IIt has been some time coming, but it now seems pretty certain that 2006 will see the first domestic corporate bond issuance from Turkey for many years. The combination of lower government financing needs, falling interest rates and the equalisation of tax treatment has set the scene for the new issues.
Seniz Yarcan, executive vice-president at Industrial Development Bank of Turkey (TSKB), is certainly expecting to see domestic corporate bonds launched this year. The bank has already arranged a couple of meetings with involved parties, including the Istanbul Stock Exchange, the Capital Markets Board (the regulator) and the Turkish Bankers' Association to discuss possible improvement areas on current conditions in order to get issuance started soon. Confident this will happen, TSKB has also set up its own DCM team.
"We could see the first issue as early as May," said Yarcan.
TSKB is hoping to be in the forefront of these developments. Founded 55 years ago, the bank has always focused on development and investment banking services to the private sector. The largest privately-owned development and investment bank in Turkey, it counts Is Bank and Vakifbank among its major shareholders. Akbank recently sold its stake (IFR 1623).
"We continued to extend long tenor, foreign exchange-denominated loans at all times," said Yarcan. TSKB has a good corporate and sector coverage which has been the bank’s main strength. This will also help in reaching potential corporates for tapping the debt capital markets.
Before the mid 1990s, Turkey used to have a domestic corporate bond market in which TSKB was a regular issuer and arranger for corporates. Now, in line with its mission of promoting the development of capital markets, the bank is aiming to share its knowhow and expertise with potential issuers.
"In our DCM team we are making use of the experience that we have developed in project finance as well," said Yarcan.
But who will buy TL-denominated corporate bonds? "Institutional investors, some private investors, and foreign investors who are happy to buy government debt should all be buyers of Turkish corporate paper," she said.
The development of a domestic corporate market will require the sort of infrastructure common in other markets, for example a local ratings agency. Given its history, TSKB has a good knowledge of Turkish corporate credit and has its own internal rating system. But soon the market should see local rating systems designed and applied by the rating agencies.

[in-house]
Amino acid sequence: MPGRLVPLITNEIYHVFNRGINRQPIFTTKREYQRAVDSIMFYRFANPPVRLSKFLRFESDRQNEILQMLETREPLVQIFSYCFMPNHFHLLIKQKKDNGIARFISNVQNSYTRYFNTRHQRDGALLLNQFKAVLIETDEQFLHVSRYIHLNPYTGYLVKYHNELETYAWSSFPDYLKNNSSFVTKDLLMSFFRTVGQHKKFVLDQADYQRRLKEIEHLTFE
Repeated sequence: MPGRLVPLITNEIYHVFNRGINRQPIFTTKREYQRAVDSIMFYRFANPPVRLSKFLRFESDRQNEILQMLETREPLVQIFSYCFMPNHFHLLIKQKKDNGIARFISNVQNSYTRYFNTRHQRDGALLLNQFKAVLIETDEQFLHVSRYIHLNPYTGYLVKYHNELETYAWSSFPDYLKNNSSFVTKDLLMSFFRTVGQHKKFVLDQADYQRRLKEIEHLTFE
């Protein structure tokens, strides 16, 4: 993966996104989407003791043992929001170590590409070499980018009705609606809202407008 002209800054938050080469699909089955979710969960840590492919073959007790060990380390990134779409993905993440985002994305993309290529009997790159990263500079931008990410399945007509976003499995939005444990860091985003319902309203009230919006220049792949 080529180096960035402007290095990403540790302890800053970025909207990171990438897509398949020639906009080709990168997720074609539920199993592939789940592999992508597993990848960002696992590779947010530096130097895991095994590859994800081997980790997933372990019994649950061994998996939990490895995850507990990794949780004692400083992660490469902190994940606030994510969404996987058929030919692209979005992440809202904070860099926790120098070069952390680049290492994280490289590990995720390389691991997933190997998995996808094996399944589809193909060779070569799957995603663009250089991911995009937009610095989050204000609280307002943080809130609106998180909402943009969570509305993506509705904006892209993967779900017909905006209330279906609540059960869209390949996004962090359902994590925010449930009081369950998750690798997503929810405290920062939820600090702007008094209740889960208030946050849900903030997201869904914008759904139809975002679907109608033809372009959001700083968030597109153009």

TSKB is also involved in the international capital and financial markets as a borrower. In April 2005, it completed its first international syndicated loan, a US$120m facility with 14 MLAs. Then in October 2005 it completed a US$50m murabaha syndication for its Bahrain branch through WestLB. That 364-day facility paid a profit margin of 45bp over Libor and was increased from US$30m. Interestingly, according to Yarcan, most of the demand came from European banks although the aim was to tap into Gulf money.
This year, the bank completed a US$195m one-year club loan at plus 30bp. "In 2005 we paid 20bp–30bp more than the top-tier borrowers due to our debut status. This time we were able to price a lot closer to them," said Yarcan.
For medium-term funding TSKB has considered a Eurobond, but in Yarcan's opinion: "That route is still too expensive. We need the country to be re-rated a couple of notches first."
Turkey has an established reputation as a source for DPR-backed ABS deals, and with a new Mortgage Law due to become law later this month, there is a lot of excitement about the creation of MBS and covered bond markets. But in TSKB's case: "Given that most of our receivables are on shore, an on-balance sheet secured loan or a covered bond look more likely solutions than a securitisation," said Yarcan.
Another source of potential funding for Turkish banks is the willingness of foreign banks to lend in Turkish lira given the high real interest rates. But here Yarcan sounds a note of caution. "How much demand is there from Turkish corporates to borrow in TL," she asks. "Historically it has been very expensive for them, and that will take some time to change."
Aside from its DCM business, TSKB is also active in advisory investment banking work. The bank has advised the Privatisation Administration on the sale of six ports, and was an advisor to the SDIF (which administers failed banking groups) on the sale of media assets of the Uzan group.